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Bruce B


Joined: 18 May 2005
Posts: 11131
Location: The Peoples Republic of California

PostPosted: Sun 21 Aug 2005, 14:46    Post subject:  

Here is a rough outline of how I replace it.

delete the directory mozilla-1.8b1.4

delete ~./.mozilla (if nothing you need is there)

install the other mozilla

locate the various symlinks used by the old mozilla. modify or delete them as need be. you have to see where they point and what they do in order to determine how to handle each one

modify etc/profile and have the MOZILLA_FIVE_HOME point to the mozilla you installed.

note: there might be some lib file used by the orginal mozilla that is no longer availabe for some app like gaim. i don't know any specifics and I've not had problems, but then again there are many apps I don't use.
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Bruce B


Joined: 18 May 2005
Posts: 11131
Location: The Peoples Republic of California

PostPosted: Sun 21 Aug 2005, 14:52    Post subject: Re: current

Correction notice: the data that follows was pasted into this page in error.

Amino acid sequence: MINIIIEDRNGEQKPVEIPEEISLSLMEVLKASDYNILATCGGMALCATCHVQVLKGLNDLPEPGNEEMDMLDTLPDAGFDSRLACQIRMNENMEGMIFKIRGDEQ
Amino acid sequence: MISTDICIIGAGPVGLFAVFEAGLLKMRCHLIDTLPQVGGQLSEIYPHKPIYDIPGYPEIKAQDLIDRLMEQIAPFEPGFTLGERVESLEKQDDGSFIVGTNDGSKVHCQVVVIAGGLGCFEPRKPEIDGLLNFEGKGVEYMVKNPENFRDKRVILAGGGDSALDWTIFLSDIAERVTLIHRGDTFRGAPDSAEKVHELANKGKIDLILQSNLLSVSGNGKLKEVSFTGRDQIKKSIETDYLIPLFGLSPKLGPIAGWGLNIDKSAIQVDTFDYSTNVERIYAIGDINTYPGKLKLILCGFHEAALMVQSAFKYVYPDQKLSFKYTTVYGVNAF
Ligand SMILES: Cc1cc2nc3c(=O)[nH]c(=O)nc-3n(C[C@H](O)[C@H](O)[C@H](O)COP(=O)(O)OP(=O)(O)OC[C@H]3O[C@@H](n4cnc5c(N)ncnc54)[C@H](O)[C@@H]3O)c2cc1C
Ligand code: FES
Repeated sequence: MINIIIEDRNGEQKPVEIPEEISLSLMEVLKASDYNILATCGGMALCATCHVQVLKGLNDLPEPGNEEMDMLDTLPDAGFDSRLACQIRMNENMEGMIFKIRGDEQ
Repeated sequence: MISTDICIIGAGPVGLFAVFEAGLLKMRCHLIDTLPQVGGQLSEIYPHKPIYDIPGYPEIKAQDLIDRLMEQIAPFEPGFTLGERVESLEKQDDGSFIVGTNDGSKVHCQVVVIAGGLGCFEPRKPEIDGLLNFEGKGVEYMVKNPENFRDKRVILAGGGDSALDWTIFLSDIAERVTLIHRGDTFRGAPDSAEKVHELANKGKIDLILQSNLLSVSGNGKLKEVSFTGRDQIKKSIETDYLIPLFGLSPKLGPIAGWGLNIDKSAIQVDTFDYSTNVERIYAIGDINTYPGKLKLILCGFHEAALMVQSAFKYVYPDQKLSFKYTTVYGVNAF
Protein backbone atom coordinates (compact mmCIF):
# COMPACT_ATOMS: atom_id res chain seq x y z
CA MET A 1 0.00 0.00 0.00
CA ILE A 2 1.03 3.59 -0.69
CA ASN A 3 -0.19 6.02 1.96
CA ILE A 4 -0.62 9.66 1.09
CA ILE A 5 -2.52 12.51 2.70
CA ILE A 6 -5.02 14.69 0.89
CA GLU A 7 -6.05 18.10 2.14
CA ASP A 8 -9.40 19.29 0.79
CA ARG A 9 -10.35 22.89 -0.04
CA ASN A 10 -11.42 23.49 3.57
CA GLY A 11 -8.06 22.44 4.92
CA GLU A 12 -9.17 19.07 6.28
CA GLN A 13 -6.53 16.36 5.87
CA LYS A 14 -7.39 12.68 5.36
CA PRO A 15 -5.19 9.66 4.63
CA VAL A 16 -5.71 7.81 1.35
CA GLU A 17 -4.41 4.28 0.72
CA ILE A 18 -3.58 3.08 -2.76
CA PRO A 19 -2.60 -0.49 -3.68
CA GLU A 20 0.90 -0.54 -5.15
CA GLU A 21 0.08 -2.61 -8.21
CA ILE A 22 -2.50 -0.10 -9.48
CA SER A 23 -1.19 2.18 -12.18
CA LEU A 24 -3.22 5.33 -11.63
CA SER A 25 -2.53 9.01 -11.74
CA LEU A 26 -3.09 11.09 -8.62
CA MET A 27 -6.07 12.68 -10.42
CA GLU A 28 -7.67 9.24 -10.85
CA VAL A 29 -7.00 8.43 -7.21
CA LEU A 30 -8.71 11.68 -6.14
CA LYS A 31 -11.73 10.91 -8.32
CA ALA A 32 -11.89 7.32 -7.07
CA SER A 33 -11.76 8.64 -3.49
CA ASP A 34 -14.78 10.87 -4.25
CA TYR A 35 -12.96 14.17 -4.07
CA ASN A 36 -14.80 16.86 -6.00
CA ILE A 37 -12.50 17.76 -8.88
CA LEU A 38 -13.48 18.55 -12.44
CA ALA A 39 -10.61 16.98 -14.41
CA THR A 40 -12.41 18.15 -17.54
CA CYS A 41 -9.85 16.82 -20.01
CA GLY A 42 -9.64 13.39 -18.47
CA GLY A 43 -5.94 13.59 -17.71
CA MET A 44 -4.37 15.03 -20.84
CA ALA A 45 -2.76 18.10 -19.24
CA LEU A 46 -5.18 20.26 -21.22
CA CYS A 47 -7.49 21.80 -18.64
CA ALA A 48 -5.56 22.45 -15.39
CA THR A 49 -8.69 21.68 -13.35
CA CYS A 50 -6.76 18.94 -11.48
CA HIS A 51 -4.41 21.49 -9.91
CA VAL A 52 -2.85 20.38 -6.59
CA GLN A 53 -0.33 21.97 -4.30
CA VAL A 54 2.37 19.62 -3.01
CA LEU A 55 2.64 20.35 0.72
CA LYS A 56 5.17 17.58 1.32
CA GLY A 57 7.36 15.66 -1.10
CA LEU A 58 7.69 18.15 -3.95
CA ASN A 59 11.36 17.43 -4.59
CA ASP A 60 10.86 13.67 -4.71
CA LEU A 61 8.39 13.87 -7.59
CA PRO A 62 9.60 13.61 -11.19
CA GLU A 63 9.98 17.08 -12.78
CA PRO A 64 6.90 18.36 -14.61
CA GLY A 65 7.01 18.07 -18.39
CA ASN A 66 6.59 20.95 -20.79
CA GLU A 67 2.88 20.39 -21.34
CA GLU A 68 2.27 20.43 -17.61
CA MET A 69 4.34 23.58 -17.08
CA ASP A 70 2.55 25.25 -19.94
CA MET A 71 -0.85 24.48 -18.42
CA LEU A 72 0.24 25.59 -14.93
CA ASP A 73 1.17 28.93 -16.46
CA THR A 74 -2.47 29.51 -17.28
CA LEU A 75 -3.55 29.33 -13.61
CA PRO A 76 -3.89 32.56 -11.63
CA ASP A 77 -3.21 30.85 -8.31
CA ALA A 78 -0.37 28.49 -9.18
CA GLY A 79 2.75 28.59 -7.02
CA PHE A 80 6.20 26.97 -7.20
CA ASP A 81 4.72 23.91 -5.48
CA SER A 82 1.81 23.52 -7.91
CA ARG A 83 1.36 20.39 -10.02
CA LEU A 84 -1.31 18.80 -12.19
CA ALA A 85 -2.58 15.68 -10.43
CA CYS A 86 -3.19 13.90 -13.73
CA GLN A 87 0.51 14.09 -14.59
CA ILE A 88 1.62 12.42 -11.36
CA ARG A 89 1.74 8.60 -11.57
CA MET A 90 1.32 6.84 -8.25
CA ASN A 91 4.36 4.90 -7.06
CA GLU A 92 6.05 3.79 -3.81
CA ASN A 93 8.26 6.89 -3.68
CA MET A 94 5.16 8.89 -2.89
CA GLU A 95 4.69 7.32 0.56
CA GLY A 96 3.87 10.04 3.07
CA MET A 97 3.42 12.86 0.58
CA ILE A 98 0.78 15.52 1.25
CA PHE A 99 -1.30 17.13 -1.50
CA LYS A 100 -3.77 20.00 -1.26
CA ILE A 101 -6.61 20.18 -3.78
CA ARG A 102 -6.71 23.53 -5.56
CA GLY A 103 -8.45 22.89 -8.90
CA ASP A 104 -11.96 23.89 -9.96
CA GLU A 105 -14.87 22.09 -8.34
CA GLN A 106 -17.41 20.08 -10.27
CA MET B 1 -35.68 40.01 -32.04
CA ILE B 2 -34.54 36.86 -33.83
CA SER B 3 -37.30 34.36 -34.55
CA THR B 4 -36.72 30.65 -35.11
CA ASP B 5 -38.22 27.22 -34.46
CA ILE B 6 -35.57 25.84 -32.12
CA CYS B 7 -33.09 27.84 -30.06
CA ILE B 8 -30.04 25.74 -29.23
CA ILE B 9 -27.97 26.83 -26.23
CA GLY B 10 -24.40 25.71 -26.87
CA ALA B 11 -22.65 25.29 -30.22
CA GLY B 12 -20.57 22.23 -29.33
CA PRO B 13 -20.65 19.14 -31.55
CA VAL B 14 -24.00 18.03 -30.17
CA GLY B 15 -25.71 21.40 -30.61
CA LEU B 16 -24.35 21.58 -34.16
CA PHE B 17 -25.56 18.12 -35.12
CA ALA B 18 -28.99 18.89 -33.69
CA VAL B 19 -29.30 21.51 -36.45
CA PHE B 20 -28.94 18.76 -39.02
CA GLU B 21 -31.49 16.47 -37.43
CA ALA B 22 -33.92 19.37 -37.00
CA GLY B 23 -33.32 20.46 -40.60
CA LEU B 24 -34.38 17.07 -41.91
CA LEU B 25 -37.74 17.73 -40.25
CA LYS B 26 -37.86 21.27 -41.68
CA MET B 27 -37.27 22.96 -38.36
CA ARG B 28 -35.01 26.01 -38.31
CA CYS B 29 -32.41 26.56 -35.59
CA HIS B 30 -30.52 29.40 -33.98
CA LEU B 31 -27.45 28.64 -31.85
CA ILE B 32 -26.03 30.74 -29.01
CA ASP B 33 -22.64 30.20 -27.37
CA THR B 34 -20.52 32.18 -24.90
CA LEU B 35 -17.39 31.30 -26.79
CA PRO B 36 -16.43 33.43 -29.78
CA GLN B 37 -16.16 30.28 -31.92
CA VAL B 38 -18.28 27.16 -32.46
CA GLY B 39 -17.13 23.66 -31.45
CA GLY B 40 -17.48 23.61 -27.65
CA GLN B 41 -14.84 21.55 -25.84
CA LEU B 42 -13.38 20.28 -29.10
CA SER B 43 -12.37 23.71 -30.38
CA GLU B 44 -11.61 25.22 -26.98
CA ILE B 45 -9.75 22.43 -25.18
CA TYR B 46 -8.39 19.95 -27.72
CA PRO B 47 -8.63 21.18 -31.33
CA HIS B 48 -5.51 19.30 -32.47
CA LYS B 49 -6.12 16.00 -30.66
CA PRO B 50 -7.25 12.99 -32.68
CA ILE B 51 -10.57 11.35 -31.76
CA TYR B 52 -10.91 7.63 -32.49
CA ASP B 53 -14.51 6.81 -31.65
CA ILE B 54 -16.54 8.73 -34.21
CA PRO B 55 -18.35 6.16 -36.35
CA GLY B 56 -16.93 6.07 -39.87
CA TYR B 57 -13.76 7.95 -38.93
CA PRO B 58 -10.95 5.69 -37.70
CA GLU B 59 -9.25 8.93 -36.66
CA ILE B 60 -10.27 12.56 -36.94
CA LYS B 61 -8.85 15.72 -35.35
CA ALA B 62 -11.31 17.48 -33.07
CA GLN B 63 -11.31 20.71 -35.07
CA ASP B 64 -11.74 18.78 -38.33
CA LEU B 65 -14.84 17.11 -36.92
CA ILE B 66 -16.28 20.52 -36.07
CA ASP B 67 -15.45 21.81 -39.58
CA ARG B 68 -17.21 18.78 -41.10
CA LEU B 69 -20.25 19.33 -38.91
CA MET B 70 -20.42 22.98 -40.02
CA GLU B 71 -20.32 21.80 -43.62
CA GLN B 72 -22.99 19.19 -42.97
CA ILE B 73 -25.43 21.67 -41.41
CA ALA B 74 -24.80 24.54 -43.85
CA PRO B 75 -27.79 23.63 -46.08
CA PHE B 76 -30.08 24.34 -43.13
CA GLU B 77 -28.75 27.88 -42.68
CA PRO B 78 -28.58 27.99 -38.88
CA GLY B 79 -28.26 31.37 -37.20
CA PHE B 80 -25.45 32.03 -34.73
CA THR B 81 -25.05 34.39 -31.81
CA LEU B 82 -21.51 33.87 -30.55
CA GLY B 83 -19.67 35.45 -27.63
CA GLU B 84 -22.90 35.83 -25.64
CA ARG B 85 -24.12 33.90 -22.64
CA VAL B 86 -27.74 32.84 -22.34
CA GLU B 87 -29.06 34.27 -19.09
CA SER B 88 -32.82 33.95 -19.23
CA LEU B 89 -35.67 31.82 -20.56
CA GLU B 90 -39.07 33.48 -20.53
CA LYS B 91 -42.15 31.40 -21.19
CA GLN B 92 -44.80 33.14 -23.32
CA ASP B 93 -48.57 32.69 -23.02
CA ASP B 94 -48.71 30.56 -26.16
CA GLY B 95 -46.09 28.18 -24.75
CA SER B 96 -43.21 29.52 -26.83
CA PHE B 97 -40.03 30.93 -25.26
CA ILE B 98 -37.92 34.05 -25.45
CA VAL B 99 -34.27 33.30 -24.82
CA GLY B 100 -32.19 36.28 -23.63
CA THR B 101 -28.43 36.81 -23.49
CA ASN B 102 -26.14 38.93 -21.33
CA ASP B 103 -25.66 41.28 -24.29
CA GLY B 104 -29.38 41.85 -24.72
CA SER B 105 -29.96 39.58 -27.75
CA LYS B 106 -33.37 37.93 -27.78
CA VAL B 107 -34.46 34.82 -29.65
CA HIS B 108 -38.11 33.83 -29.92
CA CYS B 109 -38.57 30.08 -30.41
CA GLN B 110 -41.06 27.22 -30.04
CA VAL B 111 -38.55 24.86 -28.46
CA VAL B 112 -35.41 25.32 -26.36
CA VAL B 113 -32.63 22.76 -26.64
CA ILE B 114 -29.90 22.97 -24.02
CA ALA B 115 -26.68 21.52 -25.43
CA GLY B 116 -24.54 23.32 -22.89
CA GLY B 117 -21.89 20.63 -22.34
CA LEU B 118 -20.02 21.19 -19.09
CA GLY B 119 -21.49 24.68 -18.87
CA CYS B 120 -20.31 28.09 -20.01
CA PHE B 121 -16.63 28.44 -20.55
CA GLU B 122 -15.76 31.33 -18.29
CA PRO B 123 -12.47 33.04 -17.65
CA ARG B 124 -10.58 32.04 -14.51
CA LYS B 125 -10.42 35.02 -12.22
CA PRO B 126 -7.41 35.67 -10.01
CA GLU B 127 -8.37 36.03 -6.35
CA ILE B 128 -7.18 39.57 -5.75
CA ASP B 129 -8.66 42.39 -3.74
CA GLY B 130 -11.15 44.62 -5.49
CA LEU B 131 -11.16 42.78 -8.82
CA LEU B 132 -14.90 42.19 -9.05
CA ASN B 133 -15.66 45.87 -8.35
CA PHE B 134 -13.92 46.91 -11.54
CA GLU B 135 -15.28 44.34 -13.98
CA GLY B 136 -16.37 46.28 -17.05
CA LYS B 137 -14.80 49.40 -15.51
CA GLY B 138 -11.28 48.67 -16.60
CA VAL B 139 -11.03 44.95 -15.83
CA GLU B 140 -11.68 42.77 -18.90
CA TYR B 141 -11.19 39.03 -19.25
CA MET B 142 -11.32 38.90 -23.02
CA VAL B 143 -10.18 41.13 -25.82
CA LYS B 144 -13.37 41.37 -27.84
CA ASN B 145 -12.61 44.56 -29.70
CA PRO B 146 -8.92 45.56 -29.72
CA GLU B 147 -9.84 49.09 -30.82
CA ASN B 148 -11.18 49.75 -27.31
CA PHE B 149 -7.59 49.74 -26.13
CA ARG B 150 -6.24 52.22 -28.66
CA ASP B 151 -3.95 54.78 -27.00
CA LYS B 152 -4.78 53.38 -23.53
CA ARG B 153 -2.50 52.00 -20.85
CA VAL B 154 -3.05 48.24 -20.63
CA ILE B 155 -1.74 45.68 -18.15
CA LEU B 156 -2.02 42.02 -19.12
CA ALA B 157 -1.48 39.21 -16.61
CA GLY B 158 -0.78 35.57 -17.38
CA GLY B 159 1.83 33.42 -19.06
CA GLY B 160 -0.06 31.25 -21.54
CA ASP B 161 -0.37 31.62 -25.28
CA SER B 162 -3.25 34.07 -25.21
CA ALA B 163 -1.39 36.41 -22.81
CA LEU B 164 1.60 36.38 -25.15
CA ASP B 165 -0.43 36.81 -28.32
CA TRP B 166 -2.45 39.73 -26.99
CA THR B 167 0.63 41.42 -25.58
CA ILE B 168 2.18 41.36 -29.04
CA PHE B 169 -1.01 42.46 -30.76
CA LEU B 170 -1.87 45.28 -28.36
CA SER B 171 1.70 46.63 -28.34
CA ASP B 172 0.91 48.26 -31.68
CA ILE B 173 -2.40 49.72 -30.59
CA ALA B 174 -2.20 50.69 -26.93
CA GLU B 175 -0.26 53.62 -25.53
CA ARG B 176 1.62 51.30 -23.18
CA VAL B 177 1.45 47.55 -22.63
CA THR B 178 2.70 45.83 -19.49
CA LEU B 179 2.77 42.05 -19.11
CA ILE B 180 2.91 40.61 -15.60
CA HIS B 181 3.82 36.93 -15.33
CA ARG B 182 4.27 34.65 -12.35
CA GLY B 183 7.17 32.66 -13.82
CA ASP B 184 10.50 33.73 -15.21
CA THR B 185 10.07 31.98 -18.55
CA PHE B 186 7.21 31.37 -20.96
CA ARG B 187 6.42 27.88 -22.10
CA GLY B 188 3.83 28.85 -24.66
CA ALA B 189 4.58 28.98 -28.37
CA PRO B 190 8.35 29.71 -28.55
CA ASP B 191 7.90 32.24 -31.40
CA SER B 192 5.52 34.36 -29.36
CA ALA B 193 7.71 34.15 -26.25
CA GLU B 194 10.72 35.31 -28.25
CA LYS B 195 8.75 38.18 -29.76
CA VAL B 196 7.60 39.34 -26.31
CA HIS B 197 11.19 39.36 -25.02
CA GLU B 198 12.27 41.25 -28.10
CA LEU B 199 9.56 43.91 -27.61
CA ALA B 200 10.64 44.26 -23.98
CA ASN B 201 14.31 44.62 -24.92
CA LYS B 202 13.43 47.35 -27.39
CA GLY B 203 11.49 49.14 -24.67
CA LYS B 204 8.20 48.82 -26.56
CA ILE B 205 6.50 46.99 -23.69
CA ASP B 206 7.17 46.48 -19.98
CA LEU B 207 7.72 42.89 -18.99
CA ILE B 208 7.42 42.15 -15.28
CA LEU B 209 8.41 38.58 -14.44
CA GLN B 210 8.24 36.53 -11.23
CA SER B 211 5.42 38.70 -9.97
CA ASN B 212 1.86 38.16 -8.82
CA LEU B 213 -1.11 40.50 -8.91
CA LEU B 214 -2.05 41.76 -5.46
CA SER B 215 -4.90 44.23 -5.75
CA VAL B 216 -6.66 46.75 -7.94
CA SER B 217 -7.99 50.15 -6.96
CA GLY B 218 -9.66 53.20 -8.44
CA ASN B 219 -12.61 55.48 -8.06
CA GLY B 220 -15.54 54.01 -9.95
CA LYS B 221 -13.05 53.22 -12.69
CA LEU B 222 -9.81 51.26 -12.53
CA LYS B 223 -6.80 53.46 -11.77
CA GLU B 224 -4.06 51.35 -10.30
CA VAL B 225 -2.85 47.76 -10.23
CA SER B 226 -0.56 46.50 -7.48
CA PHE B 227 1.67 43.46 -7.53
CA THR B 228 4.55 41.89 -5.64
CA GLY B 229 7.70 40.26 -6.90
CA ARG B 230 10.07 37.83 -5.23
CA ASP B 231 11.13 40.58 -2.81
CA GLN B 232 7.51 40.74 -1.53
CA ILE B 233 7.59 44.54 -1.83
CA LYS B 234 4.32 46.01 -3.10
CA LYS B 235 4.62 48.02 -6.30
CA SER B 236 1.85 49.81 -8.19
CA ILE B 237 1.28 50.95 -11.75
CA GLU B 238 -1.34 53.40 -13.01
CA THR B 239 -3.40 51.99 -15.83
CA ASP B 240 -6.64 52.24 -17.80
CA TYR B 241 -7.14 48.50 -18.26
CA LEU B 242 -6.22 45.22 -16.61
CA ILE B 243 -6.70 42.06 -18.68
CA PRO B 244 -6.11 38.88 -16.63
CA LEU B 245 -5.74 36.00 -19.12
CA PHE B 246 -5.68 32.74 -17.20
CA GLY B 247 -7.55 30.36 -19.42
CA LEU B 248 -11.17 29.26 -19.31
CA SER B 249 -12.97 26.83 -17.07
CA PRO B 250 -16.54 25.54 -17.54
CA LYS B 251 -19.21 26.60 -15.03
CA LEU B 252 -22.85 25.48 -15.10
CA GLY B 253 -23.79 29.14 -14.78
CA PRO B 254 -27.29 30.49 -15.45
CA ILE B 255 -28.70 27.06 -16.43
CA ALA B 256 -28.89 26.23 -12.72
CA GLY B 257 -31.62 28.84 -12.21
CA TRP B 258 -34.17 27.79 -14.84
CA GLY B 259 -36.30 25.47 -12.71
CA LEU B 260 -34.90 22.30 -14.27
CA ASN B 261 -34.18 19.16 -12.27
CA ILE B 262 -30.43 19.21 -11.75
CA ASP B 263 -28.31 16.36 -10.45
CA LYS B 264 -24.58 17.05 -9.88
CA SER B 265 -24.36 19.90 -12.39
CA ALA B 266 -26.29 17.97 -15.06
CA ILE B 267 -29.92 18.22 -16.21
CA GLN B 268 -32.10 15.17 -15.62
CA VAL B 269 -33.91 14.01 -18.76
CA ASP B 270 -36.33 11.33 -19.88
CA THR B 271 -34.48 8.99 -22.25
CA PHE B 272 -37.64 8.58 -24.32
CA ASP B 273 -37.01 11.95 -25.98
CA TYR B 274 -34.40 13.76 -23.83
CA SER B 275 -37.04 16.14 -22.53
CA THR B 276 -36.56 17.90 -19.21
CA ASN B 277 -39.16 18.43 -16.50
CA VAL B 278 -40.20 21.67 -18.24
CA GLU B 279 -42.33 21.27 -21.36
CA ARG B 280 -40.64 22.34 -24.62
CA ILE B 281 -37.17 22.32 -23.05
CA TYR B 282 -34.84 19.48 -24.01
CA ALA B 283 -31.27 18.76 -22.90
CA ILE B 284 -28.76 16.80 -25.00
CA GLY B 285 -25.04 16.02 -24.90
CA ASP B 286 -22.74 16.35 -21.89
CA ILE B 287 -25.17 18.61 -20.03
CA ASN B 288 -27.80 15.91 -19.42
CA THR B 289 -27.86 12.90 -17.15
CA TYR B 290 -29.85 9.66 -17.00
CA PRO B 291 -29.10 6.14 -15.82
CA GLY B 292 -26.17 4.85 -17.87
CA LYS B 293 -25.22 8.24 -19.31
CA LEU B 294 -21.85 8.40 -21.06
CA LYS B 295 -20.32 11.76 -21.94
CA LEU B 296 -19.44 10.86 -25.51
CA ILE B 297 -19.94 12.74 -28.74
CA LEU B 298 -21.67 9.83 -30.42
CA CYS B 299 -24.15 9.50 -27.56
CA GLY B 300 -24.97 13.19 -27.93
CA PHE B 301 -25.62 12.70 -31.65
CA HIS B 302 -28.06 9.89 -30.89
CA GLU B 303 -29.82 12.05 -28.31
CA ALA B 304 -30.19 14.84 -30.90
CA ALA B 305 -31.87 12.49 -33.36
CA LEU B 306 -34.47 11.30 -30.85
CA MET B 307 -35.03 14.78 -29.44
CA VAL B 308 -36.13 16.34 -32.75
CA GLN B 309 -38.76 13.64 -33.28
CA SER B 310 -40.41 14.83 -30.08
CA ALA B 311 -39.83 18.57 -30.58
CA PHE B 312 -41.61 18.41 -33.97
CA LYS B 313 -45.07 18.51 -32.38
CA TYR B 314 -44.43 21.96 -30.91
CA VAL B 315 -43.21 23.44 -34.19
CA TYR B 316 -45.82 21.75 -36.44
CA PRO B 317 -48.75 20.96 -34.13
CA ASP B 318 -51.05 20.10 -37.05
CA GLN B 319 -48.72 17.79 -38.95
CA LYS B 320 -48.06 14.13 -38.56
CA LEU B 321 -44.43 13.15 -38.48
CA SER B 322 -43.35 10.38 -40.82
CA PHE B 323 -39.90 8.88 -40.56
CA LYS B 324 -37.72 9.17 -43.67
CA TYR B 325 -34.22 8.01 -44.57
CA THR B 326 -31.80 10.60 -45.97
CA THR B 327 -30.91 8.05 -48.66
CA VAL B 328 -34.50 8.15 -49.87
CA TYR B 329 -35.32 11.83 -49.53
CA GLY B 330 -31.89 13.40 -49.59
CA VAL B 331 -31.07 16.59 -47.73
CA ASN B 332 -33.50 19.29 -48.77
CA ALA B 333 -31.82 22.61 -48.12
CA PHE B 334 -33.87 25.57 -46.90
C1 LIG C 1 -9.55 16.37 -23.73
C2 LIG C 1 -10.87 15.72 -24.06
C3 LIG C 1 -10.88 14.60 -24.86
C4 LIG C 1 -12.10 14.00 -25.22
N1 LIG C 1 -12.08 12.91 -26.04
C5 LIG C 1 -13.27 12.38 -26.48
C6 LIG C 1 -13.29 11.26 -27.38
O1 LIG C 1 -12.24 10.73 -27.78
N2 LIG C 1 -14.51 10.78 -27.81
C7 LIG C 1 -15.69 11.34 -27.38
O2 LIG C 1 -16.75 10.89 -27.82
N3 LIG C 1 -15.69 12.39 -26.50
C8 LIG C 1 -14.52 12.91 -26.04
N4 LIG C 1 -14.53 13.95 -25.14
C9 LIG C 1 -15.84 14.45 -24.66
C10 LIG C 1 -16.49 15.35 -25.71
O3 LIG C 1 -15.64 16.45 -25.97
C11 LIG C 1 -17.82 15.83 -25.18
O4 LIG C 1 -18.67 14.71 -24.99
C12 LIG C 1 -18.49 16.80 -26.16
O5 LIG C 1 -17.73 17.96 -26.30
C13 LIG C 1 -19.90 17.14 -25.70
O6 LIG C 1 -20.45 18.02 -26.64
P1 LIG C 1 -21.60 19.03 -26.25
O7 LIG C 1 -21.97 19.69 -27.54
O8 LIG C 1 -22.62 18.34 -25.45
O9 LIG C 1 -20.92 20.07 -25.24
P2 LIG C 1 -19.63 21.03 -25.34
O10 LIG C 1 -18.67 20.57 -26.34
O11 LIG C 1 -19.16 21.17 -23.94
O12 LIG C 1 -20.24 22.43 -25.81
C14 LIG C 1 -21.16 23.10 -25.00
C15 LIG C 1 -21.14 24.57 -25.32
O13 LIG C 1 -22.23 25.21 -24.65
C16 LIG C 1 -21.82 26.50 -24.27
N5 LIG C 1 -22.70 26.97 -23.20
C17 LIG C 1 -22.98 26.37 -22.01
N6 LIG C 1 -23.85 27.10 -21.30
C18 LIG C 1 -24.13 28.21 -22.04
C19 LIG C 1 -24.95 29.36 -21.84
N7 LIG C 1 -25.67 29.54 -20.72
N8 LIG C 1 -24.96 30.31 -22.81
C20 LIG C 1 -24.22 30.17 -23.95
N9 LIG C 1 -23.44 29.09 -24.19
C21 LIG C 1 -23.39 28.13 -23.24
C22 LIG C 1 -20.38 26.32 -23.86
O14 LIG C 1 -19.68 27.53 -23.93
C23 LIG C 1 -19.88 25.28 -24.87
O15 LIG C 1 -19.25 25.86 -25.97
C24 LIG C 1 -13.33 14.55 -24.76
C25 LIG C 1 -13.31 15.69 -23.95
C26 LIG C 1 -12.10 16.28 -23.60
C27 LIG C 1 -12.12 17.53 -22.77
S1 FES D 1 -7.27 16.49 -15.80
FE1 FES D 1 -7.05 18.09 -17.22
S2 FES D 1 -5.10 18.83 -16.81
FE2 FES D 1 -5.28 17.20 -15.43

klhrevolutionist wrote:
What seems to be wrong with the beta of mozilla???


Not much but enough for me to replace it.

* The option to not load remote images doesn't work.

* There is no spell checker in the composer

FWIW: When I install the other Mozilla I do a custom install and don't install the email client, because I use Thunderbird for email.
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Glitchman
Guest


PostPosted: Sun 21 Aug 2005, 15:26    Post subject:  

Thanks for the info. I will give this a try.
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Glitchman
Guest


PostPosted: Sun 21 Aug 2005, 20:16    Post subject: No dice yet  

Well, this has proven to be quite an adventure. In short, it does not work... yet. Here is what I did:

1. I deleted the directory mozilla-1.8b1.4. This also appeared to remove the symbolic link "mozilla" which pointed to mozilla-1.8b1.4.
2. I deleted the directory ~/.mozilla .